Upgrade accounting standards, says don


  • Business
  • Monday, 21 Apr 2003

BY K.P. LEE

MALAYSIA could be losing out in the global competition to attract foreign direct investment (FDI) in having accounting standards which are not progressive enough, according to a local university don. 

Universiti Putra Malaysia Graduate School of Management Associate Professor Tan Liong Tong said Malaysian accounting standards still had a long way to go to catch up with the best, contrary to claims by some parties that they were now “world class.”  

Tan Liong Tong

“I certainly cannot agree with that,” he said. 

“If you are asking the view of those in the (accounting) profession or those issuing standards, they'll tend to give you the impression that we are among the top,” he said.  

However, Tan said there was evidence from independent parties such as the World Bank and other international agencies which gave a different picture and Malaysia a rating below even those of its neighbours. It was also a view he shared: “We are not on par with Singapore or Hong Kong, but perhaps if we compare with Indonesia or Brunei – we could possibly be better,” he said. 

Although Tan acknowledged that a large number of standards have been issued over the past five years since the establishment of the Malaysian Accounting Standards Board (MASB), he said this process was necessary purely because Malaysia needed to play catch-up. “When the standard setting process was under the (accounting) profession, prior to the establishment of MASB, there was practically no advancement.”  

Asked why this was so, he said “there could be vested interests.” 

Tan feared that standards development could slow down, if not grind to a halt, for the same reason.  

He said this could clearly be seen in the failure to adopt “core standards” like those affecting goodwill and intangible assets. He said that standards affecting agriculture – an important mainstay of the economy – have also not been discussed. “We are not even close to having a standard in these areas,” he said. 

Tan said that as the practice of accounting was evolving rapidly worldwide, he was very concerned with Malaysia's lack of focus and inconsistent treatment in the basis of accounting. 

“What we have at this juncture is creating a lot of confusion,” he said, adding the some standards in place were based on fair value, some were based on historical cost and yet others on a variation of both. 

According to Tan, an example of this lack of focus is in situations of business combinations and acquisitions where there isn't a “core standard” for goodwill in place which plays havoc on standardisation. He said goodwill had been an issue discussed by the Malaysian accounting profession since the 1980s and until today, there is still no will to solve the problem.  

Goodwill matters because its amount in an acquisition can exceed millions of ringgit and this may hit a company's bottom line directly. But Malaysia does not have a standard on goodwill accounting which means companies have the freedom to do anything at will. Some companies write off goodwill in the year of acquisition while others maintain it in their books as an asset.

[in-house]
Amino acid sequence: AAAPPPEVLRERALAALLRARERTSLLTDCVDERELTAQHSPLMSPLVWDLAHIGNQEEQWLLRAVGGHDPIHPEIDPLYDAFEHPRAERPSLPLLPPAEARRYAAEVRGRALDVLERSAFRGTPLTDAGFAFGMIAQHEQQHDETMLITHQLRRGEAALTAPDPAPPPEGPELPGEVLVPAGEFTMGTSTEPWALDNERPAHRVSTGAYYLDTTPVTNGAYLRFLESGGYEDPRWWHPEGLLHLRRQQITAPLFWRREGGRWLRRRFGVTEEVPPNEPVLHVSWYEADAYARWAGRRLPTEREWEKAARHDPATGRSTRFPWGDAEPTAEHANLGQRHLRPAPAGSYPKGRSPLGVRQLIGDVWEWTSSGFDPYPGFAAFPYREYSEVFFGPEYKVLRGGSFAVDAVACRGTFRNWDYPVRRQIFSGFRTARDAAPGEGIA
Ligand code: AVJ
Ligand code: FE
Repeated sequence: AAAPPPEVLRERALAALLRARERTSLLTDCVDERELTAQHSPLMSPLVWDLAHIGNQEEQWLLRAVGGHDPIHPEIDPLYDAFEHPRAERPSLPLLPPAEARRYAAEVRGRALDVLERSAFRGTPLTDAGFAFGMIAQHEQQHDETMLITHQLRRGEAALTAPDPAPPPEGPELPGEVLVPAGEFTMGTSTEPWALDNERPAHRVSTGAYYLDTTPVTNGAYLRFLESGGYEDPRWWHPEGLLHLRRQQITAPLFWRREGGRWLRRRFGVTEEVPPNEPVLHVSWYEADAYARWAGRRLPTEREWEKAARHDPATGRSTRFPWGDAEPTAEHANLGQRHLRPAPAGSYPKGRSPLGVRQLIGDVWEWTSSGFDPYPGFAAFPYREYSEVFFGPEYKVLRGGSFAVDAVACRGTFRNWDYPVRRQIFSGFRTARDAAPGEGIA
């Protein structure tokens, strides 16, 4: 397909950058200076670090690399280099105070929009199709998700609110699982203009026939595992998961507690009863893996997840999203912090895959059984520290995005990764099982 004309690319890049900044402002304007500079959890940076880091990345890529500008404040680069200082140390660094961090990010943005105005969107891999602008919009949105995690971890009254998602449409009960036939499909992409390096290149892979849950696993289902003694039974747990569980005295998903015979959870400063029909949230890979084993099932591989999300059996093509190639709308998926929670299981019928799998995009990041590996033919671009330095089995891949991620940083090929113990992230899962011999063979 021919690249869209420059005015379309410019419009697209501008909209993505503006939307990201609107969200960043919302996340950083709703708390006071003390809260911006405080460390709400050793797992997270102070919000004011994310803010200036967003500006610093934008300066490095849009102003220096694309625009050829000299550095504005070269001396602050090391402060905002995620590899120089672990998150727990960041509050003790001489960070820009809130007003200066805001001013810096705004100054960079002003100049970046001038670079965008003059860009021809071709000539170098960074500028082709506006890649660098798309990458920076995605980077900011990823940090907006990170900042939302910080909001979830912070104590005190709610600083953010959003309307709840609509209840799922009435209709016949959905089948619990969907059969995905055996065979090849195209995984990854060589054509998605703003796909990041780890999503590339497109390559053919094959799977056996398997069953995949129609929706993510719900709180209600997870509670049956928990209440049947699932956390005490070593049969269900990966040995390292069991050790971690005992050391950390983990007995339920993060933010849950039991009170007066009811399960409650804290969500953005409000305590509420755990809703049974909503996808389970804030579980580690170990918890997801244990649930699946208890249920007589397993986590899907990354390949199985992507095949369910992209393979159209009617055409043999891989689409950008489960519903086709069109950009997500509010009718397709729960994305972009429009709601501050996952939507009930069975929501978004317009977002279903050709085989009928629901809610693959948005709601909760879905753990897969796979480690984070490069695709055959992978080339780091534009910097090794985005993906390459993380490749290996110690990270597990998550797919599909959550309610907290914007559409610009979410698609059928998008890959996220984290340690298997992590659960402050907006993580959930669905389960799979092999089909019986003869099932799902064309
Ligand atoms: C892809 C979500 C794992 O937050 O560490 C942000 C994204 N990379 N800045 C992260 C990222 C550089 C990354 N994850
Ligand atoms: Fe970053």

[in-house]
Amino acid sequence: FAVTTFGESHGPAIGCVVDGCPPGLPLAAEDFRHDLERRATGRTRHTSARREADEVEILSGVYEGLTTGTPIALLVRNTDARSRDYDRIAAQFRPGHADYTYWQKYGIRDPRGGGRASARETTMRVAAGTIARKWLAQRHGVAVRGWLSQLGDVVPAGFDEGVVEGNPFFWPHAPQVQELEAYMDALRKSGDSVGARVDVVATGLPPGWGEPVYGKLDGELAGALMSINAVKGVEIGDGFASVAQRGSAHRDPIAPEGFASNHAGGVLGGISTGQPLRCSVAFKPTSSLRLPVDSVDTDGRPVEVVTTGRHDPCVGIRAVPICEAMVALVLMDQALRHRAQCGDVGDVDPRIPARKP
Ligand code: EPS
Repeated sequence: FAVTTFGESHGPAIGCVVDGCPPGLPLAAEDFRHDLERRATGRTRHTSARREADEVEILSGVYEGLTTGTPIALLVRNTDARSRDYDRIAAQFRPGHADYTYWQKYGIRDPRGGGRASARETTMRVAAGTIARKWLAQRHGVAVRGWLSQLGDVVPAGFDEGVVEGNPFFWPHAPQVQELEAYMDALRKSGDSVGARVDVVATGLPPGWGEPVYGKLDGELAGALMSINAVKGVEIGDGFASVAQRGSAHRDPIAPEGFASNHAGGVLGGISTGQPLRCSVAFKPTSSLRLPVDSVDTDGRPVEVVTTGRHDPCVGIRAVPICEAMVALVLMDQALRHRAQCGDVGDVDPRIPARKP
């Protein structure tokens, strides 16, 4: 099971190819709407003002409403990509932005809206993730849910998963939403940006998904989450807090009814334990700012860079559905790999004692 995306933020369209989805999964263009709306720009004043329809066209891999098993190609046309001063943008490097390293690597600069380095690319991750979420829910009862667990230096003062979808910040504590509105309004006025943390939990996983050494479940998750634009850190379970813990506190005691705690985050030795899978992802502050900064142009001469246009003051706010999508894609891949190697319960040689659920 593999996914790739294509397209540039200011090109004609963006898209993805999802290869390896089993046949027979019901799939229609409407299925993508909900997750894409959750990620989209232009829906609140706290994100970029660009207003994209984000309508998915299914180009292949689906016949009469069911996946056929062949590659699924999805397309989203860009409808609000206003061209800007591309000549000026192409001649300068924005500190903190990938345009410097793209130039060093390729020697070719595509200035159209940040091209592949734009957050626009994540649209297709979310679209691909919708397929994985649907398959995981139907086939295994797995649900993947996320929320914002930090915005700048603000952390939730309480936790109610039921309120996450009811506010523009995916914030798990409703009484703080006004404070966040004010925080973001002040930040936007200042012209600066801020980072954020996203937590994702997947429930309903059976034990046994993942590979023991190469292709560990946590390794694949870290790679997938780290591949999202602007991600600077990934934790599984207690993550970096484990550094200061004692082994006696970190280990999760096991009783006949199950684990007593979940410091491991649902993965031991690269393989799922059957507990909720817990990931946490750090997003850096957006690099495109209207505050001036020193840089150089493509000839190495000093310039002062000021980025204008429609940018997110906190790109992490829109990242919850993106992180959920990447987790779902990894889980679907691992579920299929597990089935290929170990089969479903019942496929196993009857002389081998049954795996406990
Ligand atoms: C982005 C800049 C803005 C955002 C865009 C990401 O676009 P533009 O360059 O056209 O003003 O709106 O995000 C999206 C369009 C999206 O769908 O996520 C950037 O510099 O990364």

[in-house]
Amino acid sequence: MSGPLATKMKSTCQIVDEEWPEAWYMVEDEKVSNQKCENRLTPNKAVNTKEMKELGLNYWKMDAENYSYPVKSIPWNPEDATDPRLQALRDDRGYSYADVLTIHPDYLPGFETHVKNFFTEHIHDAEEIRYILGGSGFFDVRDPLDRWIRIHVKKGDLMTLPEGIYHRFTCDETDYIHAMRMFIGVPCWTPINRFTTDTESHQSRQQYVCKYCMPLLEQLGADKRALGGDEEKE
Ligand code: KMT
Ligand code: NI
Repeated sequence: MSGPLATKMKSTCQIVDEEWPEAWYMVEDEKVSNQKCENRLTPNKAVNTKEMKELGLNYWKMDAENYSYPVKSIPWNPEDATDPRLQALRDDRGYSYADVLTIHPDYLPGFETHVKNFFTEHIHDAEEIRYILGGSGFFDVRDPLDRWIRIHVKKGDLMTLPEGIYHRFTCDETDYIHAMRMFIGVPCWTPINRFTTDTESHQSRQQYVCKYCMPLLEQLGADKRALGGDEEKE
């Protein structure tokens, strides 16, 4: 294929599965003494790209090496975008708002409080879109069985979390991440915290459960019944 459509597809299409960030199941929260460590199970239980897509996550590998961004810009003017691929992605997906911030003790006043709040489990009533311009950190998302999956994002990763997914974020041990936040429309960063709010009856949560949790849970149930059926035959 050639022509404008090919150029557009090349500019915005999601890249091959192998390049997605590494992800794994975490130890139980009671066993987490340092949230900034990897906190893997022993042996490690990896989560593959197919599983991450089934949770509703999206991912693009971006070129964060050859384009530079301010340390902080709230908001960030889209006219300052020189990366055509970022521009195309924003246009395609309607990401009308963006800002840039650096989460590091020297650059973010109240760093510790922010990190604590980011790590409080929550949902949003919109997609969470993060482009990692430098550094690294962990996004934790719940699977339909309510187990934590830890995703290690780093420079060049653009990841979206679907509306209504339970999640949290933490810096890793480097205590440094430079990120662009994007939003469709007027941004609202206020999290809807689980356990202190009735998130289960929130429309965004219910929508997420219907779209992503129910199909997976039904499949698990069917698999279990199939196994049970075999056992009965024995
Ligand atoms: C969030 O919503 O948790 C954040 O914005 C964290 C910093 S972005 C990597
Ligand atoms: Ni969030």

But why is there reluctance to do anything? According to former MASB technical director Ooi Soon Kiam, one reason could be that the introduction of new standards would significantly impact corporate earnings.  

“To implement the changes now would require a huge cleaning up of the balance sheet and it would have a very significant effect on the income statement,” he said. “The vested parties might not be willing to accept it.” 

Ooi explained that in the past, acquisitions were made at “book value” resulting in large goodwill figures during the boom years. He said that some of these goodwill figures should be categorised as intangible assets and may need to be written down as the valuations fall during the current economic conditions. “It is difficult to estimate but the figure runs up to the hundreds of millions,” he said of the potential write-down from the books in adopting fair value accounting. 

Ooi said that the large write offs were also “very frightening” because people were unsure what the loss recorded in the income statement signalled. 

“Why is this amount paid for by the company has no value now?” He said it was therefore not surprising that a standard which will expose these losses are being resisted. 

According to Ooi, there is a need for Malaysian accounting to move towards using fair value rather than historical cost in line with international practice. “It's a matter of phasing it in,” he said. 

He said some companies had a misplaced fear that the adoption of fair value accounting would impact their share prices.  

“They need not to worry as the market would probably already have discounted to fair value,” he said. 


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